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Exploring technology solutions for improving older adult health and wellbeing.

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Exploring technology solutions for improving older adult health and wellbeing.

For World Health Day, Dr Toni Wright, Professor Eleni Hatzidimitriadou, Victoria Stirrup and Thomas Thompson discuss how technology can support older people with health and wellbeing.

Numbers of older people are rising across the globe as healthcare advances mean people are living for longer and living longer with long-term conditions. The World Health Organisation has said that ‘Between 2015 and 2050, the proportion of the world’s population over 60 years will nearly double from 12% to 22%.’ This means increased demand on health and social care services and their workforces. Strategies need to be found to support the greater demand and technology can be one solution.   

World Health Day is on April 7 and with this in mind we wanted to take the opportunity to reflect on the health and wellbeing of older people in current times, and in particular how health technologies can contribute to positive outcomes for them.

We know that many older people do not feel confident about using technology and this means there is a significant gap in older people’s digital skills and literacy. Older people also worry that with the introduction of more and more technology they will lose human contact. Many prefer in-person contact from health care professionals, but with the workforce not growing at the rate needed to keep pace with growing need for health care services there is a need to support people to use technology to stay connected and for assisting with physical and emotional needs.


Smart-living technology businesses innovate technologies for health, wellbeing, safety and remote care. It is a fast-growing industry, especially in the Western world, and is responding not only to strains on health and social care workforces and services but also to demand from older consumers who want to live healthier more active and independent lives.

Virtual reality experience technology is supporting older patients living with dementia or recovering and rehabilitating from brain injuries. Robotic pets are being used in care homes and by those living independently for companionship, connection and promoting positive emotions. Intuition robotics, which are like virtual assistants, can nudge older adults to stay in touch with relatives and friends and to undertake daily activities like taking medication, eating and going for a walk. Technological medical dispensers are being used to give out medicines to older people in their own homes in precise measures and at particular times of the day. GPS trackers are being utilised by older people to get out and about regularly on their cycles and want information about how far they have travelled. Detection watches are used for tracking falls and for monitoring vital sleep quality, heart and respiratory information. There are even innovations in the bathroom where digital toilet seats can sense individual users and scan toilet bowls to assess the quality of excreta!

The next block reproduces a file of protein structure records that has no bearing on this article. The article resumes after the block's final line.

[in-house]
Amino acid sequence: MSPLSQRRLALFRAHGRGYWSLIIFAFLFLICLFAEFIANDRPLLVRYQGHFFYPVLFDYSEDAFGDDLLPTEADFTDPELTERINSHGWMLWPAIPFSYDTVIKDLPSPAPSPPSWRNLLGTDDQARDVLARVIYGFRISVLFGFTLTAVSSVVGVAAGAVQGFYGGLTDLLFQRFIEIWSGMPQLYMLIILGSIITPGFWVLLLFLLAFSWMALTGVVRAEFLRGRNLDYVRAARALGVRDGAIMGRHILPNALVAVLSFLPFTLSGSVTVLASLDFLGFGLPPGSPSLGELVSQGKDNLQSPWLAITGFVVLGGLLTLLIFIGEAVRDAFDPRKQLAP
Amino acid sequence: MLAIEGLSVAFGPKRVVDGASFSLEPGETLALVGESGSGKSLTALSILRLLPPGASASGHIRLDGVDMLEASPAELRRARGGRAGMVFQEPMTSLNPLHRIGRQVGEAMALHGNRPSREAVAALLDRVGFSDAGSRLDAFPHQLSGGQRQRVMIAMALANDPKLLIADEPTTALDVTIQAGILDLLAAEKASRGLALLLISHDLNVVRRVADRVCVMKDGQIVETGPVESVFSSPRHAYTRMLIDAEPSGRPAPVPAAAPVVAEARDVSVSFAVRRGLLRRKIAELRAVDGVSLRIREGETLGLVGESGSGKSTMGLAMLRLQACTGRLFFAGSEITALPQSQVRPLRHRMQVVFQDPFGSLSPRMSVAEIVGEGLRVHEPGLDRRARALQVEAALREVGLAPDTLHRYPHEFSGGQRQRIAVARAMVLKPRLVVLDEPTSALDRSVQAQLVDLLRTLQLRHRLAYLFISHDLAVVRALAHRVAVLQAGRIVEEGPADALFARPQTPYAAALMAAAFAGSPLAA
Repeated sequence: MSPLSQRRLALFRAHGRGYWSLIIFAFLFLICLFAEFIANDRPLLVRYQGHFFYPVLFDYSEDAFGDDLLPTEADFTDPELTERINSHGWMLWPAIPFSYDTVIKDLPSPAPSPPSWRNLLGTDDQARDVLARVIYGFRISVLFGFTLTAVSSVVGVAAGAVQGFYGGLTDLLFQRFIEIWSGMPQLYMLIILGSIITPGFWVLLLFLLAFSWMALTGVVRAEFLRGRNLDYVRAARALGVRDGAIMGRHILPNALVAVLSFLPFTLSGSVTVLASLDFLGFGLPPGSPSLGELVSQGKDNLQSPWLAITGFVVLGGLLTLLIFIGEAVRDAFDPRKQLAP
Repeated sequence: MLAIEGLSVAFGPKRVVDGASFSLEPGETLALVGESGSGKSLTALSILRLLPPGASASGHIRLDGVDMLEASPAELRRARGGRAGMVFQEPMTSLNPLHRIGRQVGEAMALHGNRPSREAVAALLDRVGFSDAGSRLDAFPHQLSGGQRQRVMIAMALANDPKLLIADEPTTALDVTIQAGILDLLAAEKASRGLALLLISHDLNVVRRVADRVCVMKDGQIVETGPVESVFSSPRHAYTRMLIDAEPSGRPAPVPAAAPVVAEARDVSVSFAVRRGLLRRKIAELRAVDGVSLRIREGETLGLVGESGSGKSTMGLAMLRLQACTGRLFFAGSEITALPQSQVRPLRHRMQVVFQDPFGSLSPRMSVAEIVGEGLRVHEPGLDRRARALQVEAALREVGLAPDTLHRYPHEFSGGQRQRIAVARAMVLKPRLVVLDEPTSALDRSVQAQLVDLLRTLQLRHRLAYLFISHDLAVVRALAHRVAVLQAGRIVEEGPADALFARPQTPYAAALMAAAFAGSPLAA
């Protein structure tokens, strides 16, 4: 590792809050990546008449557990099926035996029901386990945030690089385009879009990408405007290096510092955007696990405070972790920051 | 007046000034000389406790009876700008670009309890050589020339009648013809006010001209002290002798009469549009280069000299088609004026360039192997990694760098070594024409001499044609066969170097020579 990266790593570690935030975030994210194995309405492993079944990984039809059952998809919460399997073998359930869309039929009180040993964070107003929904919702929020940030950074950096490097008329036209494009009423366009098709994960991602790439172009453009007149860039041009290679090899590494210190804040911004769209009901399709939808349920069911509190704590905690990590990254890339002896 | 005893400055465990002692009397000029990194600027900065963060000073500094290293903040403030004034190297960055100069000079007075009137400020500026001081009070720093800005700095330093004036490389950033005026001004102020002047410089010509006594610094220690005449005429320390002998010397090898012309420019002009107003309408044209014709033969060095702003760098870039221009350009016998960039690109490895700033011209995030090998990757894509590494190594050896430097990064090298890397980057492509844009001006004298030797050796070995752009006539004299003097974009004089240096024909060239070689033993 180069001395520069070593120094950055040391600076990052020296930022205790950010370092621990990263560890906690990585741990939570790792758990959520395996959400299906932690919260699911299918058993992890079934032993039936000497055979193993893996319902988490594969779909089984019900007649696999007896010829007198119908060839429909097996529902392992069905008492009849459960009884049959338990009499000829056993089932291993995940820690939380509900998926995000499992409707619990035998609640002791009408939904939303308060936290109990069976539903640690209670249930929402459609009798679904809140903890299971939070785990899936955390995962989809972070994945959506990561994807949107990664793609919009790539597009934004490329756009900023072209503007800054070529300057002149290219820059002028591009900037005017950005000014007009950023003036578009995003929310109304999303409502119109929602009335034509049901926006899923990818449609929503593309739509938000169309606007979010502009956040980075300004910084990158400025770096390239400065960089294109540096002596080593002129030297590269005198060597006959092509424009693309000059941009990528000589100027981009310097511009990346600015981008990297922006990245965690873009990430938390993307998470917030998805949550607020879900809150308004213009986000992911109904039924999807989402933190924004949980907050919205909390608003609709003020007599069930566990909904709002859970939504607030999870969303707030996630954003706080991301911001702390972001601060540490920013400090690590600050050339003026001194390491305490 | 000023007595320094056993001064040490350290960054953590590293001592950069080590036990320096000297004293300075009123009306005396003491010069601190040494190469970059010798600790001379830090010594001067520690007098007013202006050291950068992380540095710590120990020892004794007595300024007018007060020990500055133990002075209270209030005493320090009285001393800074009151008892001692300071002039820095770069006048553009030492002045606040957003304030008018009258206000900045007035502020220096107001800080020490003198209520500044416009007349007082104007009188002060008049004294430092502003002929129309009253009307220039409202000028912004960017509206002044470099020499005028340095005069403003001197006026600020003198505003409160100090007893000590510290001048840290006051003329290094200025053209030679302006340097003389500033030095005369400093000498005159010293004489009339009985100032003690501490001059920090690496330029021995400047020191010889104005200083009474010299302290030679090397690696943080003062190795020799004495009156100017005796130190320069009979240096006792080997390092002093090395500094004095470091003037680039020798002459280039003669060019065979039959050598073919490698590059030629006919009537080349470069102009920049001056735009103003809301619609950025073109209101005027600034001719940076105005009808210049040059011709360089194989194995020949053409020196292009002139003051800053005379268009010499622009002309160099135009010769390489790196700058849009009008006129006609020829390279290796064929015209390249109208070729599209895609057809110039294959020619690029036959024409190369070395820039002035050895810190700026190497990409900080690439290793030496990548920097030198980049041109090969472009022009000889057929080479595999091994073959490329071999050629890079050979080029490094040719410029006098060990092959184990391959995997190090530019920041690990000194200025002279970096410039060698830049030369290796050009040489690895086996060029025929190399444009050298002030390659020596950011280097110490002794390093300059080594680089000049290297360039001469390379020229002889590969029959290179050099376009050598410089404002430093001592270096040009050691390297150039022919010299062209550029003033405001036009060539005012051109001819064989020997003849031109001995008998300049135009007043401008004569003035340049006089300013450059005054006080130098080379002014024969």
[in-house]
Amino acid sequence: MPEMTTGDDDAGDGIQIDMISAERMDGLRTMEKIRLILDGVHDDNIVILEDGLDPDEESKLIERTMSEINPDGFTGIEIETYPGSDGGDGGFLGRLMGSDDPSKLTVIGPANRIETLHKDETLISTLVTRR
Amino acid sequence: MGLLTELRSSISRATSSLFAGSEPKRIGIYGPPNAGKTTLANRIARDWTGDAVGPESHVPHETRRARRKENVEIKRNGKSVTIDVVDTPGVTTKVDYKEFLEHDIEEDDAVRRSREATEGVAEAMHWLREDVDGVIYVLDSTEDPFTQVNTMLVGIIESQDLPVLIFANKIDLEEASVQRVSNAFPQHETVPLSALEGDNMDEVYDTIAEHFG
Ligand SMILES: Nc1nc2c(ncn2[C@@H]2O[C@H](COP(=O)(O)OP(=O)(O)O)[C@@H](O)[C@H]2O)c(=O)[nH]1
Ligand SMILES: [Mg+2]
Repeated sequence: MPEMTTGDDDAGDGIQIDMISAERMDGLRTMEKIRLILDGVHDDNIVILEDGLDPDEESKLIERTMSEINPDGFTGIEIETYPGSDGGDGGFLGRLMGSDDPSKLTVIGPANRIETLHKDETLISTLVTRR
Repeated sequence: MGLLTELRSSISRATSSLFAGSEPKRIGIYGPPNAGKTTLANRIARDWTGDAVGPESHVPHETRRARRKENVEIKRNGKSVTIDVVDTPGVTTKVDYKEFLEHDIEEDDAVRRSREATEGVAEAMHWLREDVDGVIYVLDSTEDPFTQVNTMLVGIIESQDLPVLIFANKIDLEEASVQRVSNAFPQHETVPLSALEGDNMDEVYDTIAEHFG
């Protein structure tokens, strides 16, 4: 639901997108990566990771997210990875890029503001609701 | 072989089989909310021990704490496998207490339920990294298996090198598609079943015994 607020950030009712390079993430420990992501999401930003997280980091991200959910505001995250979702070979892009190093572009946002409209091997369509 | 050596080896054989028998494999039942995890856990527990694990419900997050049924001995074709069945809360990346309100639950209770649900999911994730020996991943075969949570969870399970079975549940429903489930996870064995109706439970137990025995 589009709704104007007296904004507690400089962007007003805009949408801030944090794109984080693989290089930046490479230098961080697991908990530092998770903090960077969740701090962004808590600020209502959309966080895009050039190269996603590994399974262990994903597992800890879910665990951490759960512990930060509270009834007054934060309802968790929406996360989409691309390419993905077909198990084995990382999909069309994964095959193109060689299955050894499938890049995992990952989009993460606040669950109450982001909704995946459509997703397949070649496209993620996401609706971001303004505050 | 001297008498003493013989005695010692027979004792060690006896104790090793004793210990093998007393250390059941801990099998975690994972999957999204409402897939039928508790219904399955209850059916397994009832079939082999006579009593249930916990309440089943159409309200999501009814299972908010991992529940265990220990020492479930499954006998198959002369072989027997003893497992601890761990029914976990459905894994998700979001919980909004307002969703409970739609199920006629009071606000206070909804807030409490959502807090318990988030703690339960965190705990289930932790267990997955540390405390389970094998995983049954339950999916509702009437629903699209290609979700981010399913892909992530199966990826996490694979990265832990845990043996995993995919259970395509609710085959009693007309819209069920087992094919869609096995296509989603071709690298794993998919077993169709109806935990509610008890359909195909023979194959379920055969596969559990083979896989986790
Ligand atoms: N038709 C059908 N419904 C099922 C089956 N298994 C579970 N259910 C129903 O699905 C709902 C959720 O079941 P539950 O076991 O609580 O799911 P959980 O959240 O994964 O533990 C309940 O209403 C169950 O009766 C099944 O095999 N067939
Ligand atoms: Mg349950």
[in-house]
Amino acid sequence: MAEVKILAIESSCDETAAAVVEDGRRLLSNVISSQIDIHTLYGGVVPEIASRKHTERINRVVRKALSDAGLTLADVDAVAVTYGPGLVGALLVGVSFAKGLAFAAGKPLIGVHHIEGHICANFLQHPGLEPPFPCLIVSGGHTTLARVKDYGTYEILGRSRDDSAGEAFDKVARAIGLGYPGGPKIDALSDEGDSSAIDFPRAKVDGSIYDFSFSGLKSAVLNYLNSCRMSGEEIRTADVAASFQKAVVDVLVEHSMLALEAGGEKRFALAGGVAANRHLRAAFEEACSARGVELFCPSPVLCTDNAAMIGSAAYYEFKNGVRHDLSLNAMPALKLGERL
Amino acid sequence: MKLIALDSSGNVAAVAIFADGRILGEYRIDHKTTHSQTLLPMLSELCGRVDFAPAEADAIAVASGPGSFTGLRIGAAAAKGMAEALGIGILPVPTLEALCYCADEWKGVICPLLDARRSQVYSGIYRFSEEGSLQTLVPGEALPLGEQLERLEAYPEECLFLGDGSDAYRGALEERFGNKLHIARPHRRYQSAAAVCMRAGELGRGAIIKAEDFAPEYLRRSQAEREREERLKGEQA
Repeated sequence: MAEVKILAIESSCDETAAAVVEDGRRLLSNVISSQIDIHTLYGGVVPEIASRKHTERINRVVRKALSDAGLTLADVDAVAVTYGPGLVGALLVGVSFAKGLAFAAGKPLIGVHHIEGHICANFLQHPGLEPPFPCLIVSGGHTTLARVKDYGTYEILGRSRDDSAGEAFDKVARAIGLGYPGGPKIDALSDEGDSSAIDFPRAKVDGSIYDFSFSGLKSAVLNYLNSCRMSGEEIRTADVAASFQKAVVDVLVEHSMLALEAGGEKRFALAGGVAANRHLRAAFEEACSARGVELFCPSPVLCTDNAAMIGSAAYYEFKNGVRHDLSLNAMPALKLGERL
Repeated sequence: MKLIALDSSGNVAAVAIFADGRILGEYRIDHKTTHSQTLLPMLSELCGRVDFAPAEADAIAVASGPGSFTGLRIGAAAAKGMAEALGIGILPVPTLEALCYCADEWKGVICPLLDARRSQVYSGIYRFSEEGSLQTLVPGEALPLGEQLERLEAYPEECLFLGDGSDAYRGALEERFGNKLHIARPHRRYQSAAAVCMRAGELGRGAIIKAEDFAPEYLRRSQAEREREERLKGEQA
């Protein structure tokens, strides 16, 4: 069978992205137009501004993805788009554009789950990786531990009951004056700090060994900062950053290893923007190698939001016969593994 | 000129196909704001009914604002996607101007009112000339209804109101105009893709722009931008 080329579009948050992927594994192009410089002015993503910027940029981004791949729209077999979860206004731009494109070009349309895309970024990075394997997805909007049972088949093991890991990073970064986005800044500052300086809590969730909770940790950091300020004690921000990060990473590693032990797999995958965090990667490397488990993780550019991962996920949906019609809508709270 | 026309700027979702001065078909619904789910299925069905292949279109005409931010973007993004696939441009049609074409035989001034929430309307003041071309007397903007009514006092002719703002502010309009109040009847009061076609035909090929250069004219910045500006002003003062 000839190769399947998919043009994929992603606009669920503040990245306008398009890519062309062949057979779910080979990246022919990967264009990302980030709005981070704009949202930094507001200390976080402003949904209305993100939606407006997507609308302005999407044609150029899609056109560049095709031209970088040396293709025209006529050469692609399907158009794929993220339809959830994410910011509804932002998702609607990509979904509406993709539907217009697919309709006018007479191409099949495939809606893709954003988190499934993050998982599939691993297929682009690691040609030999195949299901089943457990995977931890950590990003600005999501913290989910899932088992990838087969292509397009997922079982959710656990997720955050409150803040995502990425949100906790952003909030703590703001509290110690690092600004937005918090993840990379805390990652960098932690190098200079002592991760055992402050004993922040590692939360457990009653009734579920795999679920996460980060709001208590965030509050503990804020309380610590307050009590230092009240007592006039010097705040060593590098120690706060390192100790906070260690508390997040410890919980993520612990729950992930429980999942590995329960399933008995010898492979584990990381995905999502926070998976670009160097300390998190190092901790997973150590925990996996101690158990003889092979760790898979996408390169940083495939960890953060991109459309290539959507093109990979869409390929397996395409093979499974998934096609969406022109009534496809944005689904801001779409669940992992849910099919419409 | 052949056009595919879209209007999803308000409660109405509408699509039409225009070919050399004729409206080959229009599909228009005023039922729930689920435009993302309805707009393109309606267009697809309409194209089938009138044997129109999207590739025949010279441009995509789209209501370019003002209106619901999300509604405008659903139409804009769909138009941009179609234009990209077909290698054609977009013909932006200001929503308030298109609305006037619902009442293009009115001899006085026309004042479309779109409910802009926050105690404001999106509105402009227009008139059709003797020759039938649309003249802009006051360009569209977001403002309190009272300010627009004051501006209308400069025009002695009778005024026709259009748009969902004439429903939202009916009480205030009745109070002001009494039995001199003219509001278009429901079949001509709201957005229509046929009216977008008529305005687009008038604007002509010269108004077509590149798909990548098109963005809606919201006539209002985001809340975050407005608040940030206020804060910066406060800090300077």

Older people are also benefitting from schemes that teach technology skills and digital literacy, learning how to use iPads and other video conferencing equipment so they can engage in activities like chair-based exercises or to connect with friends and family. In addition, technology toolboxes are being used to enable the use of auditory, visual, cognitive, fine motor and mobility technologies such as money dispensers and cup fill sensors etc.

To see a video about some exciting work that is going on in the Zeeland region of the Netherlands to support older adults in using technology to stay active and connected click this link

We know that technologies can help support activities like virtual socialising and exercise classes and that engaging in these can reduce depression and loneliness in older people. We also know that collaborative behavioural activation is important in increasing those benefits. In other words, learning about and engaging with technologies as part of a community has a far greater positive impact on health and wellbeing.

Going forward, it is also important to be mindful that the caring workforces also need to be trained in and understand the needs and benefits for integrating technologies in health and social care so they can feel confident in supporting and guiding end users. We also need to be aware of profit-driven health industries and consider carefully and critically the evidence base for the benefits of assistive and active-ageing technologies for not all technologies are advantageous, reliable or user friendly. It is also important to remember that community-based initiatives need to be at the heart of empowering older adults to enable the best outcomes.

Professor Eleni Hatzidimitriadou, Dr Toni Wright, Victoria Stirrup and Thomas Thompson are part of the evaluation team working on the European Union funded EMPOWERCARE project. EMPOWERCARE is a social innovation addressing the current gaps in the care of older people through empowering citizens and communities with a particular focus on technology for achieving this. You can contact the team using this link and if you are interested in finding out more please view the EMPOWERCARE project animation and webpage here.

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